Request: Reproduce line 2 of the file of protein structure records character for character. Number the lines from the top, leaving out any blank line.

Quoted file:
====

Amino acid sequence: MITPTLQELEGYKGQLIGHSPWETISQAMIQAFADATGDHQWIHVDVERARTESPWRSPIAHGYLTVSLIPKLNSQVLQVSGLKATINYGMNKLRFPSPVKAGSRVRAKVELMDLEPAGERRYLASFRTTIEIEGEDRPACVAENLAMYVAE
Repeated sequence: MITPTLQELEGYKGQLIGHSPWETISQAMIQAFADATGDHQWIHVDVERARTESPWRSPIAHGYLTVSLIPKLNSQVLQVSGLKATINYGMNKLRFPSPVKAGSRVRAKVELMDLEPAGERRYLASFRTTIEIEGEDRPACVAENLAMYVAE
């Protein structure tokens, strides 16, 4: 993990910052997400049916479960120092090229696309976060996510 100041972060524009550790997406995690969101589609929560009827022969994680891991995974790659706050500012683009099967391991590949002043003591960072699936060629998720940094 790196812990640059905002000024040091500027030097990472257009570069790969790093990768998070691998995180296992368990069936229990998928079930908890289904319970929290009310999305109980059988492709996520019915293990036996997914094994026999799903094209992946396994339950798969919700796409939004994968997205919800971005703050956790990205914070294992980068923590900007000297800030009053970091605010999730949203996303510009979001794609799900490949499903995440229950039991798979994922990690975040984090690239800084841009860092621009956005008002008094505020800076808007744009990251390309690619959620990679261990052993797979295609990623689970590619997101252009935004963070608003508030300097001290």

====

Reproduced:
Repeated sequence: MITPTLQELEGYKGQLIGHSPWETISQAMIQAFADATGDHQWIHVDVERARTESPWRSPIAHGYLTVSLIPKLNSQVLQVSGLKATINYGMNKLRFPSPVKAGSRVRAKVELMDLEPAGERRYLASFRTTIEIEGEDRPACVAENLAMYVAE